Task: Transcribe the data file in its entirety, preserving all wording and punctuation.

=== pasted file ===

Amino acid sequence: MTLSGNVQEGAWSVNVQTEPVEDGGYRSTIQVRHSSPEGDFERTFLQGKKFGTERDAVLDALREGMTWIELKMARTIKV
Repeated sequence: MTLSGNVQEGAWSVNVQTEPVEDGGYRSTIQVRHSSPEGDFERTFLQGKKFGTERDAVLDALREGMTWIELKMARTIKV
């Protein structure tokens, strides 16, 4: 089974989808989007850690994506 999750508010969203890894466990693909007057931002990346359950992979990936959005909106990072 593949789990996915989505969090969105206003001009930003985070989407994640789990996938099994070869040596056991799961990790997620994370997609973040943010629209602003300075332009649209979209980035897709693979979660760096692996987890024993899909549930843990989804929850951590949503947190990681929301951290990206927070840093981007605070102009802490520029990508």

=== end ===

Amino acid sequence: MTLSGNVQEGAWSVNVQTEPVEDGGYRSTIQVRHSSPEGDFERTFLQGKKFGTERDAVLDALREGMTWIELKMARTIKV
Repeated sequence: MTLSGNVQEGAWSVNVQTEPVEDGGYRSTIQVRHSSPEGDFERTFLQGKKFGTERDAVLDALREGMTWIELKMARTIKV
């Protein structure tokens, strides 16, 4: 089974989808989007850690994506 999750508010969203890894466990693909007057931002990346359950992979990936959005909106990072 593949789990996915989505969090969105206003001009930003985070989407994640789990996938099994070869040596056991799961990790997620994370997609973040943010629209602003300075332009649209979209980035897709693979979660760096692996987890024993899909549930843990989804929850951590949503947190990681929301951290990206927070840093981007605070102009802490520029990508």